While watching a terrific report on the Wuhan Lab Leak Theory, it became clear to me from Trump’s own mouth just how in-over-his-head he was in 2020.

Yet Donald Trump still defends Operation Warp Speed and the vaccine roll-out. He glories in it.

What he doesn’t seem to realize that it was the vaxx that allowed for the governors — and world governments — to inflict lockdowns for months and even years longer than made any sense (much less that they had any right to inflict them).

It was the lockdowns that led to the bailouts that led to the money supply increases coincident with supply reductions that led to the current stagflationary morass.

Biden cannot blame Trump, though, and indeed isn’t blaming Trump — for he wants to do more of the same that got us into our fix.

But as horrible as Biden is, it was Trump who signed the bailout checks — not only to individuals but also to major corporations — and it was Trump’s pushing Dr. Fauci and Dr. Birx up into daily prominence that allowed the contagion of mask mandates, lockdowns, and bad therapeutics to rule while we all “waited” for the vaccines.

And it is Trump who is marshaling the forces against the egregious Democrats.

This does not bode well.

But, again, it is hard to lambaste Trump to the exclusion of the Democrats, with their unhinged fixation on the January 6th mini-riot leading them to their seemingly insane belief that they have something on the man, to prevent him from running again. The FBI raid on Trump’s Mar-a-Lago residence better be something more than what it looks like, a witless fishing expedition. For only the Democrats could make a Trump 2024 run look like a good idea.

That’s American politics today: there is no “bipartisan” loyalty in opposition any longer. Each side breeds its Nemesis, and suffers for it . . . while feeling, somehow, class-righteous.


Americans haven’t been this generally disgruntled with the political establishment since the 1990s, when the term limits movement kicked off. And by “this” I mean the general unrest and “culture war” now.

Paul Jacob was there and in the thick of it back then, and — in conversation with him a few days ago — he says Americans are more angry now.

I agree. They have never been more distrustful of government and politicians and media and “the elites” than at present.

Which is why I don’t think there is any easy way to “go back to normal.” 

Why bring up this rather obvious point? Well, because J.D. Tuccille, writing at Reason, shows how easy it is to get this all backwards and upside-down in his opinion piece, “Biden and Trump Repulse Voters as GOP Shows Signs of Becoming Normal Again.”

Normal, of course, isn’t liberty, it is unthinking servility — and I confess to finding no camaraderie with libertarians who think it would be good for Americans to re-develop their trust in government and the establishments of power.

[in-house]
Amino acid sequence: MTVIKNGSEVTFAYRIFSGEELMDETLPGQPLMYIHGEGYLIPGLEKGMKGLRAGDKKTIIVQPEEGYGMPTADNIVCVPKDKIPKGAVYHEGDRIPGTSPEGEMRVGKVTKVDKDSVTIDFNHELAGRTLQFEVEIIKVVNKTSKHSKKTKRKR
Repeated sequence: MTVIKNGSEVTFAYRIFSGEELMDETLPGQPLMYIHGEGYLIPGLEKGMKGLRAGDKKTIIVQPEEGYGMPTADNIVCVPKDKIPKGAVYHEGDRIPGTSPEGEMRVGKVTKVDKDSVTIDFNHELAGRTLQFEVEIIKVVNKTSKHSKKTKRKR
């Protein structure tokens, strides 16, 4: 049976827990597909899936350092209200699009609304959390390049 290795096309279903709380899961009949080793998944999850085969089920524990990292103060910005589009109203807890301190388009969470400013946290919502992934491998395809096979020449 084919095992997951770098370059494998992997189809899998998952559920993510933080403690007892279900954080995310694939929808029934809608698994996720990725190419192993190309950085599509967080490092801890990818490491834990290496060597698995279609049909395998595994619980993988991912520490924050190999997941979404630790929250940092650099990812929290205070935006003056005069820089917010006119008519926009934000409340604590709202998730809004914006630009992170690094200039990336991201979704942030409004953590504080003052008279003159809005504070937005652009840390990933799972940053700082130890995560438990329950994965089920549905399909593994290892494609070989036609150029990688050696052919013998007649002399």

But that sure seems to be what Tuccille suggests.

Where does he go wrong? Orange Man, of course.

“Quite clearly,” Tuccille asserts, “Trump didn’t represent the Republican Party; the party became a vehicle for the man himself, to be used or discarded as he saw fit. That’s a classic cult of personality. . . .”

This misses the big message of 2015 and ’16: Republican leaders didn’t represent their constituents. Republican voters did not leap to Trump out of some mesmeric state of compulsion from The Great Orange Evil, they chose him above the others because he mocked those others, openly denying their standing as leaders. Trump’s supporters wanted “the Swamp” drained, so Trump promised it.

Dismissing Trump’s allure as “a classic cult of personality” misses the big story: the roiling, overwhelming distrust — a distrust of government way beyond disillusion.

“America’s experiment with strongman politics may turn out to be blessedly brief,” Tuccille begins his last paragraph. Though this implies that Biden’s also a strongman, nowhere in his piece does Tuccille acknowledge the truth of this: Biden rules in a far more dictatorial and “fascist” way than did Trump. Can’t say that in Reason these days? Hmmm?

By focusing on Trump as a cartoon strongman, and blaming Biden’s loss of support on his “bungling” and his “visible deterioration” and current “high inflation,” Tuccille avoids dealing with the great failure of The 21st Century American System.

The growing ranks of independents, of a trans-partisan recognition of that failure, and of disapproval of both Trump and Biden, bodes well. But not normal.

America needs structural reforms at the very least. Merely electing someone other than Trump or Biden is unlikely to pull off any “return to normalcy.” It won’t be that easy.

Mr. Tuccille’s been hanging around normies too much, I bet.


N.B. Image from ”Normal Again,” one of the few great seventh season Buffy episodes, for obvious reasons. Of course, I am not suggesting that we non-normies are crazy — not at all. But think on’t.